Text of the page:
3D Wienermobile

Technologies Used:

  • JavaScript
  • Three.js / WebGL
  • Node.js / NPM
  • Blender3D
  • Webpack Bundler

Skills Shown:

  • JavaScript Library Implementation
  • 3D Hard-Surface Modelling

Project Overview

This is a project I undertook on my personal time, first as an exercise in hard-surface modelling and product rendering. Later,I re-used my 3D model in the process of learning JavaScript library and high-level API "Three.js". Three.js uses low-level API "WebGL" to render graphics in a browser, using the computer's GPU. My goal was to display the model in a basic 3D environment with full textures & lighting.


The model was constructed in Blender3D, a free 3D graphics application. It is based on a toy I recieved as part of a promotional package during a chance encounter with the Oscar Meyer Weinermobile on a Texas highway in 1999. I photographed the toy from various angles to use as reference images in Blender. Most of the model is built from scratch, with the exception of the car seats and dashboard.


I began by installing Webpack Bundler in my project folder. As my project will consist of modular files that contain the various elements of my scene, a bundler would be necessary to combine the modules into one JavaScript file. I then used Node Package Manager (NPM) to install Three.js in my project folder. ES6 modules were created containing my various elements, including Lighting, Camera, Scene, a Machine class to handle animations and the Loader that would render my 3D model. All modules are routed through an index file, where elements are instantiated and configured for display on screen.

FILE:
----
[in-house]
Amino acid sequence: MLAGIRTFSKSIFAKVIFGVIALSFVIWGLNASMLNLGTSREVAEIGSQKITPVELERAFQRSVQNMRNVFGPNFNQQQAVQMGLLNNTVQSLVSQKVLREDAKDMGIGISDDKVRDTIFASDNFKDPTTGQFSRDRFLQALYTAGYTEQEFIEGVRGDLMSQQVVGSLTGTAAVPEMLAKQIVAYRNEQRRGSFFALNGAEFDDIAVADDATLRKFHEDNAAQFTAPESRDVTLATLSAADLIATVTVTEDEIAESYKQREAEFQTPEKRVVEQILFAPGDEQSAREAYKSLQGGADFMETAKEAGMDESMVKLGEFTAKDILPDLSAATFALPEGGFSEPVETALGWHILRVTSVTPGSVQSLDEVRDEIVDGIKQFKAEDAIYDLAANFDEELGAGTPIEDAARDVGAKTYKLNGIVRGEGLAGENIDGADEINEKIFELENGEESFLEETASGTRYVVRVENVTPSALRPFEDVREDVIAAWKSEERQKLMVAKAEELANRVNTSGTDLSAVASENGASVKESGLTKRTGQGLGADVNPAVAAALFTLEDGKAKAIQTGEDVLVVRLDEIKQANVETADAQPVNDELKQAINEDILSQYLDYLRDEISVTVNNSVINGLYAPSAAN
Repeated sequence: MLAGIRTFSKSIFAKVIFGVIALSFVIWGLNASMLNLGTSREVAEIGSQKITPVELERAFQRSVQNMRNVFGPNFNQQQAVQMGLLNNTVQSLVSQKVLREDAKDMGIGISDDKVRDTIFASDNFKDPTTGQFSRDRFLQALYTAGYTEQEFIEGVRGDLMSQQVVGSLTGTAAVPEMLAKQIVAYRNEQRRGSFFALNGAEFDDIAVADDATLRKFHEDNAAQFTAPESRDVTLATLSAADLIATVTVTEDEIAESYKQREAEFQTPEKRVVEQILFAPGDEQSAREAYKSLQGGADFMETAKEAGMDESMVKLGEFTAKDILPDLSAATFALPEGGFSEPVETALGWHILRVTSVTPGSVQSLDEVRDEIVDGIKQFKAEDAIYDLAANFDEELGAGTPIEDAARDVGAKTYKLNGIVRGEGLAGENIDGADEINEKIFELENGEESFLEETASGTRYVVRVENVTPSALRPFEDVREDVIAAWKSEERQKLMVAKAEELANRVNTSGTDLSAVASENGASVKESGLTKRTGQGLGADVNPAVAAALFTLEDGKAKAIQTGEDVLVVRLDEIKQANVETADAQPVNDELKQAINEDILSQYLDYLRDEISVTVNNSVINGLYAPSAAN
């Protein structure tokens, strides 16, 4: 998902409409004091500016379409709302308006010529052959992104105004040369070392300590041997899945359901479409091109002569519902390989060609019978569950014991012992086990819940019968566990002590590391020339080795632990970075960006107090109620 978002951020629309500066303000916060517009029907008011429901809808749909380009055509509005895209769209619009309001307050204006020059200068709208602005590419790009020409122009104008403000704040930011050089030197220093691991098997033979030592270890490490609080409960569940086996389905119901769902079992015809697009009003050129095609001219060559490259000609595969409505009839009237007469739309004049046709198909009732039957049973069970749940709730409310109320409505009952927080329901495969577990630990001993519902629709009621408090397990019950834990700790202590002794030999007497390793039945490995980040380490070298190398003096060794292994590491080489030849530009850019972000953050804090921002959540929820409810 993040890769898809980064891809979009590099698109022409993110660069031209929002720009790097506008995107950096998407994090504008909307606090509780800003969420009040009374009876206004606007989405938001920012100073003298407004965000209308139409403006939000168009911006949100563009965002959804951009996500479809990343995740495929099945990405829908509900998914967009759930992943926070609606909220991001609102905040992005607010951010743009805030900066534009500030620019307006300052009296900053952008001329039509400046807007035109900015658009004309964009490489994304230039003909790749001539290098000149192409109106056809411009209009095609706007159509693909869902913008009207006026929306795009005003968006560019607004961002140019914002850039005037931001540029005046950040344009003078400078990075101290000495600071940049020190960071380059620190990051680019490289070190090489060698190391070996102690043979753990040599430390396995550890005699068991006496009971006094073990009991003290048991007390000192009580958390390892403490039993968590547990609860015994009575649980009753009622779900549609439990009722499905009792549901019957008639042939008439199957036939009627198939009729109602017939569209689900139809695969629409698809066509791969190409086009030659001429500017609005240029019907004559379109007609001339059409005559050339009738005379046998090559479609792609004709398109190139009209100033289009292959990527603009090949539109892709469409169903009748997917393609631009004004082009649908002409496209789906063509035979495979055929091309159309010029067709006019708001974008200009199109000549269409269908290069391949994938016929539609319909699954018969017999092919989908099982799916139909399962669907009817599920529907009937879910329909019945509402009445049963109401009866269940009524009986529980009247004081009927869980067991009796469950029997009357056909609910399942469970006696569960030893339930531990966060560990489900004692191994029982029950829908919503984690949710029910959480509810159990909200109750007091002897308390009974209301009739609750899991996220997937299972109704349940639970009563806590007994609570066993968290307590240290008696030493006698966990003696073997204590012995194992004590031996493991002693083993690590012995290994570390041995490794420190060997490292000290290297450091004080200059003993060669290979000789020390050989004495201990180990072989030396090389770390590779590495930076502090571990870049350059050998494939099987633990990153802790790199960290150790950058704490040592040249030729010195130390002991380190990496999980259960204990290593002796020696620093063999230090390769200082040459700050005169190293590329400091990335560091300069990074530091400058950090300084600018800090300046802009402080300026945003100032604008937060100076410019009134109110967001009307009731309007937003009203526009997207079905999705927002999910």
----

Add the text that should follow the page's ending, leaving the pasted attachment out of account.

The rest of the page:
Importing the Model

As my model was build and textured in Blender, the material system differs from that of WebGL. By exporting my model to GLTF format and bringing it into Three.js's online editor, I was able to apply the necessary adjustments to materials that didn't translate well from Blender. Most notably, my window material did not retain it's transparency when exported. I was able to easily adjust this and other material proerties in the Three.js editor.

In order to display the model in a browser, a GLTF Loader needed to be imported from the library's add-ons directory. I used NPM to install the add-on and initialized it in an ES6 module. By referencing my model and running the bundler, I was now able to render my model in the browser and view it, using VS Code's live server plugin to simulate a web server environment.

Presentation & Deployment

To display my scene at responsive sizes, an ES6 module was written to resize the render area to fit the viewport size. I designed a simple header to superimpose over the scene. Fine adjustments were made to the lighting and camera configuration to enhance the scene.

The application was then deployed to my web server using CPanel's Node.js deployment utility.